My Favorite Thing: How Special Possessions Can Increase Subjective Wellbeing

Valuing material possessions can increase wellbeing if consumers focus on possessions that are most special to them. In three studies, consumers who recalled a special possession reported greater subjective wellbeing than those who did not. This effect was mediated by a sense of connectedness derived from one’s special possession.



Citation:

(Joyce) Jingshi Liu, Amy N. Dalton, and Anirban Mukhopadhyay (2017) ,"My Favorite Thing: How Special Possessions Can Increase Subjective Wellbeing", in NA - Advances in Consumer Research Volume 45, eds. Ayelet Gneezy, Vladas Griskevicius, and Patti Williams, Duluth, MN : Association for Consumer Research, Pages: 228-232.

Authors

(Joyce) Jingshi Liu, Hong Kong University of Science and Technology
Amy N. Dalton, Hong Kong University of Science and Technology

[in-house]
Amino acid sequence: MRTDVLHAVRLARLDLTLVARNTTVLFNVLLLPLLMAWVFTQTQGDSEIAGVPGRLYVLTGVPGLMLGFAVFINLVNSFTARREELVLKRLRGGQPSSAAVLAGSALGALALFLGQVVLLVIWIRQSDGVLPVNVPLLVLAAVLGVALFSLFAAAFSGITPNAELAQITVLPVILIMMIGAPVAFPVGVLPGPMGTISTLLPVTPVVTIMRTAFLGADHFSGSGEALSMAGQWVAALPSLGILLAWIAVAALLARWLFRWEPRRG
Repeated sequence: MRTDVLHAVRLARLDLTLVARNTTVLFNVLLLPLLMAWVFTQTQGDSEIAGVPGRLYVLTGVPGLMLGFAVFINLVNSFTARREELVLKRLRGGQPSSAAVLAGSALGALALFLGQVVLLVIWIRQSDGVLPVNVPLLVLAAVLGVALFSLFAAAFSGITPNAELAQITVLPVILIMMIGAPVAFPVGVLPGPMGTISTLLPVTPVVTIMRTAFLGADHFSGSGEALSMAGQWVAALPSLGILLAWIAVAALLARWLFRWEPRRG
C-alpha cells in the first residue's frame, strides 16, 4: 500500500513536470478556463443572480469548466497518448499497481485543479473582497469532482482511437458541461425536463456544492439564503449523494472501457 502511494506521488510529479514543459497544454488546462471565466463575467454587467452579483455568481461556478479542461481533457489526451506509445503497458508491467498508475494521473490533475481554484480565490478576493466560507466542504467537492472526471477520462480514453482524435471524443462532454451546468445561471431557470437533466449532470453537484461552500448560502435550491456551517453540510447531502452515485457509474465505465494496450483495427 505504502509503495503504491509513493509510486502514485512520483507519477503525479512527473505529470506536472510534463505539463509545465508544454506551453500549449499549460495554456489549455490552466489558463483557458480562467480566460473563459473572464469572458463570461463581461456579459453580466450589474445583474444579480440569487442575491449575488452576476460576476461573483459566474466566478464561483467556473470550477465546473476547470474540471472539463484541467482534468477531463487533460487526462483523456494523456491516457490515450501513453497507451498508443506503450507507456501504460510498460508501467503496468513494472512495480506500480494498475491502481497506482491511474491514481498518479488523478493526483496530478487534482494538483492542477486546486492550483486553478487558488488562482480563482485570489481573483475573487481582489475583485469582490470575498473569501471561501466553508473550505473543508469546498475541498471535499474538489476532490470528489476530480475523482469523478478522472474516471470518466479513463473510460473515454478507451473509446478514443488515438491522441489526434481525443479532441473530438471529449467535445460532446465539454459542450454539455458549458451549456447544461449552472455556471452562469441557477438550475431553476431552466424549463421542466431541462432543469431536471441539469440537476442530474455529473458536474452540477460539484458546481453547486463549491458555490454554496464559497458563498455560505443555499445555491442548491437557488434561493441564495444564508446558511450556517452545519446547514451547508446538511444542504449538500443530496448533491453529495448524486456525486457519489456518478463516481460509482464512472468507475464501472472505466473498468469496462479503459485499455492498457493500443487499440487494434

Anirban Mukhopadhyay, Hong Kong University of Science and Technology



Volume

NA - Advances in Consumer Research Volume 45 | 2017



Share Proceeding

Featured papers

See More

Featured

Can “Related Articles” Correct Misperceptions from False Information on Social Media?

Yu Ding, Columbia University, USA
Mira Mayrhofer, University of Vienna
Gita Venkataramani Johar, Columbia University, USA

Read More

Featured

Brands as Mediators: A Research Agenda

Philipp K. Wegerer, University of Innsbruck, Austria

Read More

Featured

G9. The Voice From Afar: How Reverberation Affects Consumer Cognition

Johann Melzner, New York University, USA
Jochim Hansen, University of Salzburg

Read More

Engage with Us

Becoming an Association for Consumer Research member is simple. Membership in ACR is relatively inexpensive, but brings significant benefits to its members.